More women are opting to use midwives, nurse practitioners and physician assistants for their maternity care, a new study from the American College of Nurses Midwives revealed.
During a webinar last week, some mothers shared how their birthing experience was made even more smooth by the presence of one of these medical professionals in the room who provided support and education about the labor and delivery process even more so than her doctor.
Many times women succumb to medical intervention because they are not fully aware of all the options and that some decisions are made that are not based on medical reasoning but perhaps convenience and expediency.
The study, published in the September 2012 issue of the Journal of Midwivery & Women’s Health showed that the percentage of pregnant women getting midwife, NP and PA care increased by 48% over the past ten years. The research also indicated that there has been a 30% increase in women getting both care from an obstetrician and a midwife, NP or PA.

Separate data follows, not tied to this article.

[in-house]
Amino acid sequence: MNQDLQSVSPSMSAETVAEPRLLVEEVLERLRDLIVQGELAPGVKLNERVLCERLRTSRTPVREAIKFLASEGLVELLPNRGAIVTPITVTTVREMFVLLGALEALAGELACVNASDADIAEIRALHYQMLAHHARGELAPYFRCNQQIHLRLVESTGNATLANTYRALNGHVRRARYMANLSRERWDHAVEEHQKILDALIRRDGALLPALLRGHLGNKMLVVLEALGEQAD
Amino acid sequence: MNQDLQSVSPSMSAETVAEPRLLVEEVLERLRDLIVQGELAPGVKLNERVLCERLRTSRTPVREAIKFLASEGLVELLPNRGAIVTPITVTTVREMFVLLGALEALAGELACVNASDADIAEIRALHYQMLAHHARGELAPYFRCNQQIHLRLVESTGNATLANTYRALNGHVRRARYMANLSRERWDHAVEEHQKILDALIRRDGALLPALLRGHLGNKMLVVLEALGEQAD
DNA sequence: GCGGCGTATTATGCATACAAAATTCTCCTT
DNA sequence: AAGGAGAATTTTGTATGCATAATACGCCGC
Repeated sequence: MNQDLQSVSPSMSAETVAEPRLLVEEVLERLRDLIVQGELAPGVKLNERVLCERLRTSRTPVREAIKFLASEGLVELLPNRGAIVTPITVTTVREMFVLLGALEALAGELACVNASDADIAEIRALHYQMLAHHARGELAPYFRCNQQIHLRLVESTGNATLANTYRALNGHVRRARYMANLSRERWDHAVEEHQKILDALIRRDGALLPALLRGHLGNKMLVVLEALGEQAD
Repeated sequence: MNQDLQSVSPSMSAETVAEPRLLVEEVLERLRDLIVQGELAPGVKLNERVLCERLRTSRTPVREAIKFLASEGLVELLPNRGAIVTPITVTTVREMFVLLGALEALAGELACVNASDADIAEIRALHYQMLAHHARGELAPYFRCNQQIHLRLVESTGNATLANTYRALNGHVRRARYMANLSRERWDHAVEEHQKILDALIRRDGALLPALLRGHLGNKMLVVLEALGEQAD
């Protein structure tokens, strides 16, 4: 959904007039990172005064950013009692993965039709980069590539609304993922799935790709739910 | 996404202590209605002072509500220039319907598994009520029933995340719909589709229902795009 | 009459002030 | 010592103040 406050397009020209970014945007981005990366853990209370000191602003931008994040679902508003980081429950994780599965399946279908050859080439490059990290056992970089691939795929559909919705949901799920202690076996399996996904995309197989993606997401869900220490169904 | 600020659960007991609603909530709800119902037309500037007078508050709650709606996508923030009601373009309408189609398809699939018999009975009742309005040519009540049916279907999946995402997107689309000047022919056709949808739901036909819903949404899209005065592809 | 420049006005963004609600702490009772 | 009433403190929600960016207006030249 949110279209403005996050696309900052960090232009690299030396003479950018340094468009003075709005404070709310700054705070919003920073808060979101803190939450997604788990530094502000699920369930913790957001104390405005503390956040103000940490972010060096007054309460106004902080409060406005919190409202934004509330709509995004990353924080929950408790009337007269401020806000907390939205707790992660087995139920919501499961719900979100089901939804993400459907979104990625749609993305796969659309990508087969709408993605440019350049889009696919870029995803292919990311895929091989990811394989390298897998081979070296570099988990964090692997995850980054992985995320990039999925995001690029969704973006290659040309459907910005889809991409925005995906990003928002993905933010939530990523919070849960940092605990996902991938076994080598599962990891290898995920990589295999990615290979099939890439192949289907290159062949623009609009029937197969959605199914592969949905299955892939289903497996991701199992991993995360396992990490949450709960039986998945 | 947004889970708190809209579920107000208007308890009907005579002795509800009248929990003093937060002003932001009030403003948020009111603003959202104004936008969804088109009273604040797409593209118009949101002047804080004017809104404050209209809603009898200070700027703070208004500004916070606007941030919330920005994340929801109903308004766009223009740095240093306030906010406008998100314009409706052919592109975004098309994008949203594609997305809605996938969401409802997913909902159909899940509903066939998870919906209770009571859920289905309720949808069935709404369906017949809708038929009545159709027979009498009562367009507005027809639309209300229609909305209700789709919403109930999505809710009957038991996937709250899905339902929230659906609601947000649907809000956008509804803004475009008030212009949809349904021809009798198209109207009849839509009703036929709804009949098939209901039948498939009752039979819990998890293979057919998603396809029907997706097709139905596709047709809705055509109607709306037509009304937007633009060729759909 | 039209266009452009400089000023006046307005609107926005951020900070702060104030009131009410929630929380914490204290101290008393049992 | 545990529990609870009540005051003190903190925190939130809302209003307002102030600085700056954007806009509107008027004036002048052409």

For years, there had been some stigma attached to getting maternity care from midwives, but this study reveals that attitudes and practices are changing.
“These findings are especially positive as we continue our work with the American Congress of Obstetricians and Gynecologists, encouraging collaborative maternity care models that integrate services by different types of clinicians,” said Avery, coauthor and immediate past president of ACNM. “Collaborative practices in existence today are experiencing better outcomes for mothers and infants and increased work satisfaction for OB-GYNs and midwives.”
Experts state that in the United States, the implementation of the new Affordable Care Act (Obamacare) will require more PA, midwives and Nurse Practitioners to be trained to accommodate a growing demand from the public. More people will have insurance and be required to obtain insurance under the law implemented in 2010 and recently upheld by the US Supreme Court.